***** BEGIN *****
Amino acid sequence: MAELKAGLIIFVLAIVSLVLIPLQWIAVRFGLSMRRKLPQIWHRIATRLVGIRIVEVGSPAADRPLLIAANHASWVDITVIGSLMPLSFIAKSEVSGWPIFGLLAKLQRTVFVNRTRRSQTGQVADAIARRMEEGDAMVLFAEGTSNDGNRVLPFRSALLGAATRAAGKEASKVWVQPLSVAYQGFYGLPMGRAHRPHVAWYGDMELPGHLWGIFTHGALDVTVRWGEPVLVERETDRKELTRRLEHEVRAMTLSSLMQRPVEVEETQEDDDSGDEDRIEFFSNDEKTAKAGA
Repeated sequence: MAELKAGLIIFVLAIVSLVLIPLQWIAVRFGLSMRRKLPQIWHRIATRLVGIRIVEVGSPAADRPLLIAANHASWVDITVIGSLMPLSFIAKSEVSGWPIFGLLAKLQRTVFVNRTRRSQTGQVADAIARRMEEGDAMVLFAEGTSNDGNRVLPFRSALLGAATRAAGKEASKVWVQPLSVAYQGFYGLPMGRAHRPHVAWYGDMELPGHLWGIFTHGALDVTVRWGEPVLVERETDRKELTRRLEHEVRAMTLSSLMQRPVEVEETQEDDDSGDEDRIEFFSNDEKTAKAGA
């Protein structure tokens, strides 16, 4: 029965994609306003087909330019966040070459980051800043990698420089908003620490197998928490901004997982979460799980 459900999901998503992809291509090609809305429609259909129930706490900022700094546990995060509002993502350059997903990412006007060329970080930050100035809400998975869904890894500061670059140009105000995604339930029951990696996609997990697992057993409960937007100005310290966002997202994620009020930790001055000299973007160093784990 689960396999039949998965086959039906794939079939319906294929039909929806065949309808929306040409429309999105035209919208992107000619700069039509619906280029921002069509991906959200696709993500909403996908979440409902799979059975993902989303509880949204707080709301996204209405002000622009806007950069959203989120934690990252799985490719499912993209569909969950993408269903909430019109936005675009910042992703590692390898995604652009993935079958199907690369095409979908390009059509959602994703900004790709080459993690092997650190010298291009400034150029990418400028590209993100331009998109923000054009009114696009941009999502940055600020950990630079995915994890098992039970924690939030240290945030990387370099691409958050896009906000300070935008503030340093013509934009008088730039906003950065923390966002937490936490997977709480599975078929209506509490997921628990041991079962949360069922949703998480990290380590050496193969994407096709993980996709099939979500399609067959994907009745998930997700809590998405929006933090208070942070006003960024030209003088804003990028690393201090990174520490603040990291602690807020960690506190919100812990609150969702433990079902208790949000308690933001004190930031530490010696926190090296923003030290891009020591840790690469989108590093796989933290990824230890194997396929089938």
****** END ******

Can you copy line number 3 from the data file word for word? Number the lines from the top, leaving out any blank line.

């Protein structure tokens, strides 16, 4: 029965994609306003087909330019966040070459980051800043990698420089908003620490197998928490901004997982979460799980 459900999901998503992809291509090609809305429609259909129930706490900022700094546990995060509002993502350059997903990412006007060329970080930050100035809400998975869904890894500061670059140009105000995604339930029951990696996609997990697992057993409960937007100005310290966002997202994620009020930790001055000299973007160093784990 689960396999039949998965086959039906794939079939319906294929039909929806065949309808929306040409429309999105035209919208992107000619700069039509619906280029921002069509991906959200696709993500909403996908979440409902799979059975993902989303509880949204707080709301996204209405002000622009806007950069959203989120934690990252799985490719499912993209569909969950993408269903909430019109936005675009910042992703590692390898995604652009993935079958199907690369095409979908390009059509959602994703900004790709080459993690092997650190010298291009400034150029990418400028590209993100331009998109923000054009009114696009941009999502940055600020950990630079995915994890098992039970924690939030240290945030990387370099691409958050896009906000300070935008503030340093013509934009008088730039906003950065923390966002937490936490997977709480599975078929209506509490997921628990041991079962949360069922949703998480990290380590050496193969994407096709993980996709099939979500399609067959994907009745998930997700809590998405929006933090208070942070006003960024030209003088804003990028690393201090990174520490603040990291602690807020960690506190919100812990609150969702433990079902208790949000308690933001004190930031530490010696926190090296923003030290891009020591840790690469989108590093796989933290990824230890194997396929089938």